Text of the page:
According to the Car Care Council, one out of five vehicles needs a new belt. Until recently, most belts were constructed of Neoprene material and have a life expectancy of 50-60K miles. As the Neoprene belts wear out, cracks and chunk-outs will occur, as shown below. Today, most serpentine belts feature EPDM construction, which stands for ethylene propylene diene M-class rubber. Visually, it's hard to tell the two types of belts apart, but EPDM belts far outlast and outperform any of their predecessors.
Signs of EPDM belt wear
The diagram below shows how EPDM belts wear as they age. Although the ribs have not become shorter, material has been lost in the valleys of the ribs (indicated in red), making the space between ribs wider. As more material is lost, slip, noise and hydroplaning can occur.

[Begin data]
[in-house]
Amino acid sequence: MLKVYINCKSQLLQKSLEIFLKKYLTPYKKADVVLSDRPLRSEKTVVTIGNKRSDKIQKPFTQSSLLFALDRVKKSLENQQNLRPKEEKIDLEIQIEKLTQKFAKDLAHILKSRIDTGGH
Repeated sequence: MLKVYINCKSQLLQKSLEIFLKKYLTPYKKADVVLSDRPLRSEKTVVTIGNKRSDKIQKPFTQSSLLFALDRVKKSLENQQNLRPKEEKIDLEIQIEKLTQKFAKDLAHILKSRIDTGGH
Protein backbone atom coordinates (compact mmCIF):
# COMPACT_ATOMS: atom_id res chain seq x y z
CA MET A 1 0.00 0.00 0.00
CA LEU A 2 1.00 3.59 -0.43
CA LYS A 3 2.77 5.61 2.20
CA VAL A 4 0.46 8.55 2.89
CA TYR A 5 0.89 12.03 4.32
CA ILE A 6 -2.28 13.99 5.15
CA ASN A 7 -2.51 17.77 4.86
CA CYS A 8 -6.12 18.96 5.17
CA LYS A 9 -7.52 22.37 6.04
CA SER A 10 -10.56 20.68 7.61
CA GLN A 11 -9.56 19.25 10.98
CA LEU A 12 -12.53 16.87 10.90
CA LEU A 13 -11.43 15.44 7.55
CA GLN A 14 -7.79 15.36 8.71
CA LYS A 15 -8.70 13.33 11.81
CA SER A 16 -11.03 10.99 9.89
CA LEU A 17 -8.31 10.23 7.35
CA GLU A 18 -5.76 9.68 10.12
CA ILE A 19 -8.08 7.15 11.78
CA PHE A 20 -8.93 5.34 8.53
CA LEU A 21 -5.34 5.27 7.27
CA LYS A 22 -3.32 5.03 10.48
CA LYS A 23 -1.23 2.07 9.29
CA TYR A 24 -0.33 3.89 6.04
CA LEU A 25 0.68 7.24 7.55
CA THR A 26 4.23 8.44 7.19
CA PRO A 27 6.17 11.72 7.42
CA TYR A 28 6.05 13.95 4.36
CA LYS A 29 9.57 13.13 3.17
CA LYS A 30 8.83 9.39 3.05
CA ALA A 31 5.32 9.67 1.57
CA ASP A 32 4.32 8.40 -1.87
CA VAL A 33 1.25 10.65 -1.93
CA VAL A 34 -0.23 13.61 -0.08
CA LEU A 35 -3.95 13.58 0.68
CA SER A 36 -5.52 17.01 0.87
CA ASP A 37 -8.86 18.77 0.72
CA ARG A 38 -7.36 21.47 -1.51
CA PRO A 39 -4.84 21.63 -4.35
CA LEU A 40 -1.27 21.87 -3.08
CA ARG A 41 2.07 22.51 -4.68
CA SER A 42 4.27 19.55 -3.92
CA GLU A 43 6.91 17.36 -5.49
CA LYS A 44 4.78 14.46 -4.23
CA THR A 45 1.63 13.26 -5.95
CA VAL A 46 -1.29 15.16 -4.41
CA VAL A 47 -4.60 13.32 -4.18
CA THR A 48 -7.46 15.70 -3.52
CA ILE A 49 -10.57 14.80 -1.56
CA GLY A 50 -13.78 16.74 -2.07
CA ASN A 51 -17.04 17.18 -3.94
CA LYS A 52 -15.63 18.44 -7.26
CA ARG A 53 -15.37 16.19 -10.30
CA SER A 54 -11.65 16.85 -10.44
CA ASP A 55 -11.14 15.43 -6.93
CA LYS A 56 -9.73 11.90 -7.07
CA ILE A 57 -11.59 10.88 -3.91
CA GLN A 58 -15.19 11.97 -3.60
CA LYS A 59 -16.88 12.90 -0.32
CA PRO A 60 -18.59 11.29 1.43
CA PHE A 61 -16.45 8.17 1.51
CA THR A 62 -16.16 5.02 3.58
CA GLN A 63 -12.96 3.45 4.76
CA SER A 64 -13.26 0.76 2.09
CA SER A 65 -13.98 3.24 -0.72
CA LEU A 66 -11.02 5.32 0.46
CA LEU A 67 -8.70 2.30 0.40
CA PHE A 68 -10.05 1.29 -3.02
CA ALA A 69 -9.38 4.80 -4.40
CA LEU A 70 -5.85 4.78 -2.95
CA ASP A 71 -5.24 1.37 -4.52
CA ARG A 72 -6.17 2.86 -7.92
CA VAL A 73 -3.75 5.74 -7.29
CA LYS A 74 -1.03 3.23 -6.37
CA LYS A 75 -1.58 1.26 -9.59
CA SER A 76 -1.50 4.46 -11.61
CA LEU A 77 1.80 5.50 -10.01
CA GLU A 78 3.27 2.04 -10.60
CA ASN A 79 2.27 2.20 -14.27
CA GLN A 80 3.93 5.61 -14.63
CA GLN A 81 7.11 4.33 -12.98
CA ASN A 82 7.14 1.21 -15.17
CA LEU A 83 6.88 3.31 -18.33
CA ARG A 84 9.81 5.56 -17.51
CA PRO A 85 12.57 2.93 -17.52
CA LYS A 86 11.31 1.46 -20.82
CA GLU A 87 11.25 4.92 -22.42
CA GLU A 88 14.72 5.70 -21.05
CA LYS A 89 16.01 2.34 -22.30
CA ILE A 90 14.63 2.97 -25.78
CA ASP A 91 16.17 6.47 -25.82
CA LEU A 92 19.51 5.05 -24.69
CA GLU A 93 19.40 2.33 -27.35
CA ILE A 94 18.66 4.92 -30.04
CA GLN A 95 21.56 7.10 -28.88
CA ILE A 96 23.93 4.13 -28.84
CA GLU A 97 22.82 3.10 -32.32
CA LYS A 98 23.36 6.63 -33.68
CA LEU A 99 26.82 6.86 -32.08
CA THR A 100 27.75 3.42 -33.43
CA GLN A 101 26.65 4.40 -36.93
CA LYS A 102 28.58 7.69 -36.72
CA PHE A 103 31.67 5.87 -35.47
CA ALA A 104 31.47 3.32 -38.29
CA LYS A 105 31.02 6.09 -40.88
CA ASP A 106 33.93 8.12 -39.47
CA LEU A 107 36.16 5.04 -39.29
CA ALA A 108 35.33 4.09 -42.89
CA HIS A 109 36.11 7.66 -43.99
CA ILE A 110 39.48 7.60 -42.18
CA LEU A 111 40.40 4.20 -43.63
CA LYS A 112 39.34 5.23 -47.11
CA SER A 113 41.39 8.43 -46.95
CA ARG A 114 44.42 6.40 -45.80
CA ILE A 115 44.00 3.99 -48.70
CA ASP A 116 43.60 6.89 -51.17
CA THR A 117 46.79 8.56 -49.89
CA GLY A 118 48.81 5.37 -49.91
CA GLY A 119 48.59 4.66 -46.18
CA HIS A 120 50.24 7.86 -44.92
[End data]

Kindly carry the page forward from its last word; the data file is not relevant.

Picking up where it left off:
To help you accurately diagnose belt wear in EPDM belts, use a belt wear gauge, to determine the appropriate time for belt replacement. Visit your local O’Reilly Auto Parts store to get your FREE belt wear gauge or click here and click on the "FREE Belt Wear Gauge" button to order yours online.
Your vehicle's belt plays a vital role in keeping you safe on the road. When looking for a replacement, be sure it is a high quality belt manufactured by a reputable company. Gates Micro-V AT belts provide peak operating performance while delivering the highest value available, lasting up to 50% longer than basic belts. And if it's time to replace your belt that means it's a good time to replace your tensioner as well.